One further very recent change to immigration, at the suggestion of the Home Secretary, puts the UK almost in a league of its own compared to other Western democracies. British citizens married to non-EU citizens (which includes those Brits married to Americans, Canadians, Australians, Kiwis, South Africans, as well as all other non-English speaking countries in the world) may only live in the UK with their spouses if they earn more than £18,000 - increasing to above £22,000 if they have a child, increasing with the number of children they have. The average salary in the UK is around £27,000, give or take. If you earn minimum wage, your salary is more like £12,000. The figure of £18,000 is beyond what the majority of women, and people under thirty, typically earn in the UK. Around forty per cent of the UK working population earn less than £18,000 overall.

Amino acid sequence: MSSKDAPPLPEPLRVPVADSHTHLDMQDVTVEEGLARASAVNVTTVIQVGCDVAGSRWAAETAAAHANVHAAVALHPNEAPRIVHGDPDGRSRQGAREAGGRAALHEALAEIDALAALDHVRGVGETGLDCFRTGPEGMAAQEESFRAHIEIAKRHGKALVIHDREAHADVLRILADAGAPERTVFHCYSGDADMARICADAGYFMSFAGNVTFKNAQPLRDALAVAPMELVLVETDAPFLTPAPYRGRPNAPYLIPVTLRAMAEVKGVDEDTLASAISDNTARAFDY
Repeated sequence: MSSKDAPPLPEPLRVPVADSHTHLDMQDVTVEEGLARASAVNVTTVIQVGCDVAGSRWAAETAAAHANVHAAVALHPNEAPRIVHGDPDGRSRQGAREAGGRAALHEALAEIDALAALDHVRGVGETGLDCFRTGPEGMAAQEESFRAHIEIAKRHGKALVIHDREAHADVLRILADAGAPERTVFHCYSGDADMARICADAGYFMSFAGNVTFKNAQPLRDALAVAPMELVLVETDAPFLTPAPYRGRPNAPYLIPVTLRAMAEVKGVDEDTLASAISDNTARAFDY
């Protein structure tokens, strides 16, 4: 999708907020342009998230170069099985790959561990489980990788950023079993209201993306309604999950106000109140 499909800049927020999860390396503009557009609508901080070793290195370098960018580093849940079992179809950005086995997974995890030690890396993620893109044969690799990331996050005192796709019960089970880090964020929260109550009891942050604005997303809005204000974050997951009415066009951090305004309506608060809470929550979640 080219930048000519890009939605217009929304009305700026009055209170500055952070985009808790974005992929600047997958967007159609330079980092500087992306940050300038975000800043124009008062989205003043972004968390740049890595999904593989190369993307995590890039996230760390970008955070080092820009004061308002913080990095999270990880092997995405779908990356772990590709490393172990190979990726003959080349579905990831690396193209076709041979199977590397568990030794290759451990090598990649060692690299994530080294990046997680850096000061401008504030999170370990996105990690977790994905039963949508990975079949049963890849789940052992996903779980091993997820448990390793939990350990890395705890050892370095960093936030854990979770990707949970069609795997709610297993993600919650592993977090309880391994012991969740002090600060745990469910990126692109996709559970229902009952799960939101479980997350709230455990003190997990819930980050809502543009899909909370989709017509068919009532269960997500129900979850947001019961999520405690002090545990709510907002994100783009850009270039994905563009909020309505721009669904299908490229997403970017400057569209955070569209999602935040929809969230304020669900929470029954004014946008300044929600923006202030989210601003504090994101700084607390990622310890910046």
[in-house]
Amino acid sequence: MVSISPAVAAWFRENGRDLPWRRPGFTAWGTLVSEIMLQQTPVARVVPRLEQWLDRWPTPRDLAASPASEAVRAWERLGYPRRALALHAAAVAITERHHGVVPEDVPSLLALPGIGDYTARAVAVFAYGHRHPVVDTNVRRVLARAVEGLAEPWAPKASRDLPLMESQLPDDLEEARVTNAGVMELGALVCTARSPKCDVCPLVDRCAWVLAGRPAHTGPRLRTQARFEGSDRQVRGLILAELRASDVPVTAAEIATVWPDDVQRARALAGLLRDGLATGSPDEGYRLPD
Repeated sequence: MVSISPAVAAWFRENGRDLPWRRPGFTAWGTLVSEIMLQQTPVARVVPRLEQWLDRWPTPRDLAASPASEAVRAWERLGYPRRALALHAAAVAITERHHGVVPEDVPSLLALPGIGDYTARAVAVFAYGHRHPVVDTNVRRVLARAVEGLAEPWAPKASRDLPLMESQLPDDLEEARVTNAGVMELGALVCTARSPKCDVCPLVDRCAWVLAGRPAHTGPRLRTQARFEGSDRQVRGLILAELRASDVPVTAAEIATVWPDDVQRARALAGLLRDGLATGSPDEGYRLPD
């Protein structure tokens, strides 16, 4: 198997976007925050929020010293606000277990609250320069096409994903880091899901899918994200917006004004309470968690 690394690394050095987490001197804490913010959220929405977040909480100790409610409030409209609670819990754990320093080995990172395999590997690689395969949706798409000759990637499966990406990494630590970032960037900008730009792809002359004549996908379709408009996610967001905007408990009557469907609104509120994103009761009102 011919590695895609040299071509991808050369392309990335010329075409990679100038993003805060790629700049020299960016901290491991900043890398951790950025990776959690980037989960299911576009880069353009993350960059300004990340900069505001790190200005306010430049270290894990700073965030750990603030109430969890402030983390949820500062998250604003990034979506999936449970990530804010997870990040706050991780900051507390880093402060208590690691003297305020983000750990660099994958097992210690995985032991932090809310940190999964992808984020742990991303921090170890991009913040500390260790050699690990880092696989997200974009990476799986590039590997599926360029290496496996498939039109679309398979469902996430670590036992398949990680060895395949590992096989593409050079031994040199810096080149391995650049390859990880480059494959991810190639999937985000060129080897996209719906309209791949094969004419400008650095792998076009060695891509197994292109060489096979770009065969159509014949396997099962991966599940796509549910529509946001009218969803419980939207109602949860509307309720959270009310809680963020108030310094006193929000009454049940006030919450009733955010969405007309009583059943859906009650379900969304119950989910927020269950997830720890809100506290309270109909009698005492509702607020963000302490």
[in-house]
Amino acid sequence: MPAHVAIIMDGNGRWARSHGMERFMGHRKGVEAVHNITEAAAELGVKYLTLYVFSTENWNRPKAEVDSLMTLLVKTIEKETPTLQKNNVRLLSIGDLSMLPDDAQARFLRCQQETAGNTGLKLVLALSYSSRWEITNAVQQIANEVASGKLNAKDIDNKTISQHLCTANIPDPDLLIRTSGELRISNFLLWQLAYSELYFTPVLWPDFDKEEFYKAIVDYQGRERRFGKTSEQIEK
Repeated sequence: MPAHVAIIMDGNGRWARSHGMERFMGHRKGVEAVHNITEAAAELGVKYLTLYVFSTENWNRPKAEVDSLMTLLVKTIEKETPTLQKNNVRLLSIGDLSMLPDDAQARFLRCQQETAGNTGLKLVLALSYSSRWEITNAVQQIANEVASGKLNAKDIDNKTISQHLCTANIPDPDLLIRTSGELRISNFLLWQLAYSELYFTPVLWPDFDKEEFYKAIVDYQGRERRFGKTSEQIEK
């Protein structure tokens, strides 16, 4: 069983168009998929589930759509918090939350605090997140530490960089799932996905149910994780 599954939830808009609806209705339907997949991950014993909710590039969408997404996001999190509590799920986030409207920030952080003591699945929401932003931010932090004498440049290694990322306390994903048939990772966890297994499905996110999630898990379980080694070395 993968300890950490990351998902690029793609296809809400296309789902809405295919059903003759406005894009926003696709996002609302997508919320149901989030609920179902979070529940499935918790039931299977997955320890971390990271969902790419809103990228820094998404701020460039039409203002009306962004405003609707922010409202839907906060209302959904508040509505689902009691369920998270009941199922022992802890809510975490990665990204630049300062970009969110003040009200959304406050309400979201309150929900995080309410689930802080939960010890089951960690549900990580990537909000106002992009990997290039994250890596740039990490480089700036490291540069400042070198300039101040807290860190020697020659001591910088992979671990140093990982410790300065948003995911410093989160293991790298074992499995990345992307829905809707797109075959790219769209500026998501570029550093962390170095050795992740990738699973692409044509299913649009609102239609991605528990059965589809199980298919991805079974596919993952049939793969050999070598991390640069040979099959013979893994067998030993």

So that puts this immigration rule into perspective: the British government has now effectively offered some of its own citizens an awful choice. For those Brits married to non-EU foreigners and not on a "high" salary, they must either live in the UK apart from their spouse, or permanently live in exile. The Soviet Union created thousands of political exiles; the government now is creating thousands of financial exiles, simply because the government doesn't approve of who they marry.
So now the Conservative government has even declared war on the "wrong" type of love.